23 Sept 2011

Dismissing the speed of light

Are we ready for another scientific revolution?


What do you do when (not if) your experiments 'go wrong'? Well, if you didn't get any 'exciting' results, you might brush that experiment under the carpet and start again (e.g., 'Let's pretend that experiment never happened', wink, wink. Of course, there are never any scientific repercussions from not reporting that we didn't find anything. Are there?*). If you got an even more interesting result than you expected, you might try to publish it in the best possible scientific journals ('best' being defined by what exactly, I hear you ask??**). This pressure to publish 'ground-breaking' research findings in the 'best possible' journals can drive over-worked academics to fabricate data (see for example, http://persistentastonishment.blogspot.com/2011/09/diederik-stapel-and-frequency-of.html), make overstated claims, or do a bit of data "massage" to just push those marginally interesting results over the line of statistical significance. Therefore, it was humbling to read that scientists at CERN, which is often deferred to as the premier laboratory for particle physics (and, fun fact FYI, brought into the public eye through Dan Brown's mystery-thriller novel 'Angels & Demons'), have released a potentially paradigm-shattering result because they think it might be caused by systematic experimental error. They could have published their results in a few dozen high-impact, cited-for-the-foreseeable-future scientific articles and won a few hundred million [insert unit of currency here] in grant funding. Instead, they challenged the rest of the world to find 'the' fault in their research. So, the next few days… or perhaps years will show whether the world is ready to accept CERN's result and allow for a scientific revolution to occur. Philosopher Thomas Kuhn wrote in his famous book, 'The structure of scientific revolutions' that acknowledging the discovery of a new phenomenon requires us to recognise both "that something is and what something is". However, the psychology of the scientific community must be in such a place as to allow this to happen. The question is, are we ready?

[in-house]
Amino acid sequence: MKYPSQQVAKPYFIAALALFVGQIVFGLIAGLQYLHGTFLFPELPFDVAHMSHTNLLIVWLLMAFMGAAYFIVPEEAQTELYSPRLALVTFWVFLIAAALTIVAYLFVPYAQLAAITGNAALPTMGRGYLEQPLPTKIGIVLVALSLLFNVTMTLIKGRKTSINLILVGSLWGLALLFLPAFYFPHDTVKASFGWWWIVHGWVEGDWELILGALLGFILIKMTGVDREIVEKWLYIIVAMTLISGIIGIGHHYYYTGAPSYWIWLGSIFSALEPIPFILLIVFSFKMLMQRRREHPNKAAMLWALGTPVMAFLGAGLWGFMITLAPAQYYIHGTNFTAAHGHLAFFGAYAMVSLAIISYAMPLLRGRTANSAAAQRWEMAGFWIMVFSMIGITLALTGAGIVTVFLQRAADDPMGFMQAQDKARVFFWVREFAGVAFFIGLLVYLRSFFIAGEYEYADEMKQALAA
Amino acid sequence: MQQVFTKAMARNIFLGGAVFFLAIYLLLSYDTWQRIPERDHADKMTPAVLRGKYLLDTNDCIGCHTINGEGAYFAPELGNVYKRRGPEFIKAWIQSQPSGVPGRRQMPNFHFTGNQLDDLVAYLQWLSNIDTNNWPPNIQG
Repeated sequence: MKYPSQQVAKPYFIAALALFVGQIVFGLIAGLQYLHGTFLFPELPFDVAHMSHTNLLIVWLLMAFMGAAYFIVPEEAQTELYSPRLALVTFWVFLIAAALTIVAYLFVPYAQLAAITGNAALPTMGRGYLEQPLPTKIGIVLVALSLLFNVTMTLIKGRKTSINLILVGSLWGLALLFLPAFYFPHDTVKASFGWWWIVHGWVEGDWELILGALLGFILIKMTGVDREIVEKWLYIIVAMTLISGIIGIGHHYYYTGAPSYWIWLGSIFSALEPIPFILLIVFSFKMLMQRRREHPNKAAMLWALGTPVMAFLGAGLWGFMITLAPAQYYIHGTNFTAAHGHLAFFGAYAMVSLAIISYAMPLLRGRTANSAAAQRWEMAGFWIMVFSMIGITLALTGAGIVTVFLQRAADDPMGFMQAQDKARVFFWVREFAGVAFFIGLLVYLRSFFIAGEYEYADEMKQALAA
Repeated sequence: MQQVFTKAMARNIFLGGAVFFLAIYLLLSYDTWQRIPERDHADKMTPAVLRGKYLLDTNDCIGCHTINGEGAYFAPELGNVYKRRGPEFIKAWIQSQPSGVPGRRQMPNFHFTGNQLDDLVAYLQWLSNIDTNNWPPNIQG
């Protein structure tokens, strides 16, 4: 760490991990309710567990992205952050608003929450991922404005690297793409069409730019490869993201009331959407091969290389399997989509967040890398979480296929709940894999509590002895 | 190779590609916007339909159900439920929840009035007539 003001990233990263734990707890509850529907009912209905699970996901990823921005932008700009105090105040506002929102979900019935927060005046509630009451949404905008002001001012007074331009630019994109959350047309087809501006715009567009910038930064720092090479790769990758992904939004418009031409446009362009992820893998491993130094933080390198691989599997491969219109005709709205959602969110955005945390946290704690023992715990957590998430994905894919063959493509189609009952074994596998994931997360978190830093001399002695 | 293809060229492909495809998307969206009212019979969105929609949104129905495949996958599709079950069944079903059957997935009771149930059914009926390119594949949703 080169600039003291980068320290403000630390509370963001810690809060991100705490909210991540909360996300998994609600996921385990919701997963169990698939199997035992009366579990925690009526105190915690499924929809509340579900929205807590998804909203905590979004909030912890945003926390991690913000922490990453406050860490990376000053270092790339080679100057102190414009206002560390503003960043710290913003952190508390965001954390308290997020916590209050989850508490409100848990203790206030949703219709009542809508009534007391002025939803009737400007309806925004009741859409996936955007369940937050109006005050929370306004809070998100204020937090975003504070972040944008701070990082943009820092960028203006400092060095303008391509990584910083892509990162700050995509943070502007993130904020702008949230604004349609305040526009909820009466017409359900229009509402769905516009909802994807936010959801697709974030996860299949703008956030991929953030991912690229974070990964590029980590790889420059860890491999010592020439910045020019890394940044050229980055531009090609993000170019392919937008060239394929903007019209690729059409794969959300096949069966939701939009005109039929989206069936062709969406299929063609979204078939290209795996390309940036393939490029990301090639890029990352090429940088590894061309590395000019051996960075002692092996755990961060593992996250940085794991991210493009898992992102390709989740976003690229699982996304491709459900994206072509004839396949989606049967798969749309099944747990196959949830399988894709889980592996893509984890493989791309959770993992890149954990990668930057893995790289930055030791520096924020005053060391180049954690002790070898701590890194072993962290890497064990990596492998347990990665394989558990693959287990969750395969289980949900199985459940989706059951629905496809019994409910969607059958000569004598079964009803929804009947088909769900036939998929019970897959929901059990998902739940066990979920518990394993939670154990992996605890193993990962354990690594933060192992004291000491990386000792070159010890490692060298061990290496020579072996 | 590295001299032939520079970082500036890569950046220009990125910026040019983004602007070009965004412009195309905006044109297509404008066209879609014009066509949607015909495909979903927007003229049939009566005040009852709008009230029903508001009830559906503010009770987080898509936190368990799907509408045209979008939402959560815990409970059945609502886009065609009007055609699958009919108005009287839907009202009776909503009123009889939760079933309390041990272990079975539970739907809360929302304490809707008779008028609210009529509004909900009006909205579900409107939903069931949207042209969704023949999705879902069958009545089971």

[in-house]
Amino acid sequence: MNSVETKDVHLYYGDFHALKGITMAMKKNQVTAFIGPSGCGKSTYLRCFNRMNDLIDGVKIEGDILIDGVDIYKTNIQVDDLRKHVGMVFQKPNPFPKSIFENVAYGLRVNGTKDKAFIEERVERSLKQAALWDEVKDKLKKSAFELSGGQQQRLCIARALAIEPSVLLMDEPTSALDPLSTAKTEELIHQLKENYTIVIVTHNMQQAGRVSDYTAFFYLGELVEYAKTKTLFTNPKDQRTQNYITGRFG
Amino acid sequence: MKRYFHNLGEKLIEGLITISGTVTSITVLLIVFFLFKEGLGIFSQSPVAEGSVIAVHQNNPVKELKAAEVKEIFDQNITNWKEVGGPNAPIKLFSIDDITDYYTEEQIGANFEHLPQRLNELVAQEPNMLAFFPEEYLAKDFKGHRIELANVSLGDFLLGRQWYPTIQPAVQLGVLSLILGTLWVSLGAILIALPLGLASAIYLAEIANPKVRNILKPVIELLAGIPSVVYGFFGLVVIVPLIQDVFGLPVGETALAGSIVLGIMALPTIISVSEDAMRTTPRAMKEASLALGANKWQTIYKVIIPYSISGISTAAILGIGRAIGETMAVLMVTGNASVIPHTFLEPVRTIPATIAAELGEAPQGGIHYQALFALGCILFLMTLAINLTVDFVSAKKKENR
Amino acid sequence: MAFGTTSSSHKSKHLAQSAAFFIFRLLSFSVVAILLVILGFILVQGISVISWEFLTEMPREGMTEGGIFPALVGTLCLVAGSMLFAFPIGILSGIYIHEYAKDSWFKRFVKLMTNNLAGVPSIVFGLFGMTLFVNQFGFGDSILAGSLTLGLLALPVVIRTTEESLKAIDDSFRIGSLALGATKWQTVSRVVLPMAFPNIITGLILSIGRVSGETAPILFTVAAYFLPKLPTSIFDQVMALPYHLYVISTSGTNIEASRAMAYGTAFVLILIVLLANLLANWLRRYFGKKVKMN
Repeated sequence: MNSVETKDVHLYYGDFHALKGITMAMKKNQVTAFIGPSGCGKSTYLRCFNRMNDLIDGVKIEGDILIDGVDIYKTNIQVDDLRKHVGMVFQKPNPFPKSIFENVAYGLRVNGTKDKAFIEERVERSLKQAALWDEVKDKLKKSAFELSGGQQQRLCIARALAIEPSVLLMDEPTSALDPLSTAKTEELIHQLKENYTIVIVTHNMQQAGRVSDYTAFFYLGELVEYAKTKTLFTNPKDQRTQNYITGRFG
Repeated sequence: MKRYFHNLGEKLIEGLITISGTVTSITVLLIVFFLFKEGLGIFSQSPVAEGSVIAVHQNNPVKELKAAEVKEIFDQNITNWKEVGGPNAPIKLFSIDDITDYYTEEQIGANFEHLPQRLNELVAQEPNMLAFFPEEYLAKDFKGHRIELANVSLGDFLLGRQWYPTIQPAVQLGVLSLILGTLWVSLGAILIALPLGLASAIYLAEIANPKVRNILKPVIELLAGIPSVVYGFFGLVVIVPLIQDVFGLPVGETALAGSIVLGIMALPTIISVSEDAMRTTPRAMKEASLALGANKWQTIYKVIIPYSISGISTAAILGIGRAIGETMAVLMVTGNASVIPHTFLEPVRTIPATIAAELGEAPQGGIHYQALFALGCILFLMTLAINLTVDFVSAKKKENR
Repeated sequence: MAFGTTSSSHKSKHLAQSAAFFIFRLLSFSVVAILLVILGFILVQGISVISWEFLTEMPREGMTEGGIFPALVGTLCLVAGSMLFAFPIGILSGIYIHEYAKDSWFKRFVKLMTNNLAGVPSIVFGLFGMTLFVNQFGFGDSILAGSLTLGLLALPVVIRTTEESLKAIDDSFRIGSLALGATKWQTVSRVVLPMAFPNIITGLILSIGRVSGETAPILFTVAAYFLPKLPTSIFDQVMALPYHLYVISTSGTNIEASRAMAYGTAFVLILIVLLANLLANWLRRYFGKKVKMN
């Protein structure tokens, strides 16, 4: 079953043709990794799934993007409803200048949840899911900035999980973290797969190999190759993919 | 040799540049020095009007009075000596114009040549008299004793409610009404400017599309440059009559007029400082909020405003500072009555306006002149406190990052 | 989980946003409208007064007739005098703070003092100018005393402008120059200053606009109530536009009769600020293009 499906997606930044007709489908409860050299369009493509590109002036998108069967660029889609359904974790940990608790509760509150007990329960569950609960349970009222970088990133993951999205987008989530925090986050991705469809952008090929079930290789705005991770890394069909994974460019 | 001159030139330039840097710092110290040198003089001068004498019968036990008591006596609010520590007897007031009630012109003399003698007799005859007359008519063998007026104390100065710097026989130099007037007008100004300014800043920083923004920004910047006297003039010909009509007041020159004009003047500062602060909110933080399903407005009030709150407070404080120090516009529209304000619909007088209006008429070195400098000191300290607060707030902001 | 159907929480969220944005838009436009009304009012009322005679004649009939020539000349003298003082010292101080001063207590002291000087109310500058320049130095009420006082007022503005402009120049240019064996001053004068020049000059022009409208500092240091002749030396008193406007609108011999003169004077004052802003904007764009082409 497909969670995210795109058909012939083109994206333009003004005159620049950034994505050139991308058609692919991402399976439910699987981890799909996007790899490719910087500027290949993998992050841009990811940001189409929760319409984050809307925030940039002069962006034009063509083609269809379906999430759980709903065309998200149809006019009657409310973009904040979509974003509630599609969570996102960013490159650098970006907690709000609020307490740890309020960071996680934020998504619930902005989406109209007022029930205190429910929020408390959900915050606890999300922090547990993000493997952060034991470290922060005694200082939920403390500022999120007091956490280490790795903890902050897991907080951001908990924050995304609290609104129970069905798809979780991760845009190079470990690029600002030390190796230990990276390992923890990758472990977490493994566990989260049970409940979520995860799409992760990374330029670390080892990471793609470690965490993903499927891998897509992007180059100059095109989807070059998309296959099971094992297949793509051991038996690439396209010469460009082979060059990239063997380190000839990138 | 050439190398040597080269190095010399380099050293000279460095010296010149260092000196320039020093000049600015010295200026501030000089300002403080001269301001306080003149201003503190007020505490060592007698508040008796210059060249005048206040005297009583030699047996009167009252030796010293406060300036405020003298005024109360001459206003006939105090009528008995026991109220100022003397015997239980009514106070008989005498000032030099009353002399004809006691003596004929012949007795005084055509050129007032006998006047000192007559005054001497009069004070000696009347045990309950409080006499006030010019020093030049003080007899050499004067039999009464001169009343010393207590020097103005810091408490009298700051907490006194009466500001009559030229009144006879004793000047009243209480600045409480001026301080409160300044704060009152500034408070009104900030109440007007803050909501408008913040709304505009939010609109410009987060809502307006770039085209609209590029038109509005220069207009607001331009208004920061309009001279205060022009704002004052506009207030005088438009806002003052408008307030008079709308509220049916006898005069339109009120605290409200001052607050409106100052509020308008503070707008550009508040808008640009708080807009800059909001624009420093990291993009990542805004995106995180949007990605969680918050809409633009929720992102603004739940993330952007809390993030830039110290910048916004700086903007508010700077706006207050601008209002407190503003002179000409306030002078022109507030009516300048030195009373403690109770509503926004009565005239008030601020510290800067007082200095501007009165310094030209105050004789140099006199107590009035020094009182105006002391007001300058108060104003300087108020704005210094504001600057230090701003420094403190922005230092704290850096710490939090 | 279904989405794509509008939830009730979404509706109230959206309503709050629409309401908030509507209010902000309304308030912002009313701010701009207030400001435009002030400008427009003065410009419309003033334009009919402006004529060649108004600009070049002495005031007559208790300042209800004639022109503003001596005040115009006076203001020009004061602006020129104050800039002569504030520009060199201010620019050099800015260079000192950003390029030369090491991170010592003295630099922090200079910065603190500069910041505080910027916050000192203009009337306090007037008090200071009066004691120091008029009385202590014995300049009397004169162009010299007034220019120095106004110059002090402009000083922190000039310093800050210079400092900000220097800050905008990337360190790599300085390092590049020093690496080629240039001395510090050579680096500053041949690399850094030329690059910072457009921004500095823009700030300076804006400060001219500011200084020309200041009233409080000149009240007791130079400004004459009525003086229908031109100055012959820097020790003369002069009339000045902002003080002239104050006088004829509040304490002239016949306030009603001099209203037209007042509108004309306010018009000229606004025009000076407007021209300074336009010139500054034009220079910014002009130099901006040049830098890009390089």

*For those who are interested, and are not sure how to read the officiously sarcastic tone here, the answer to this question is, 'YES! There are big repercussions!', by the way.
**Sorry, too big a can of worms to open right now…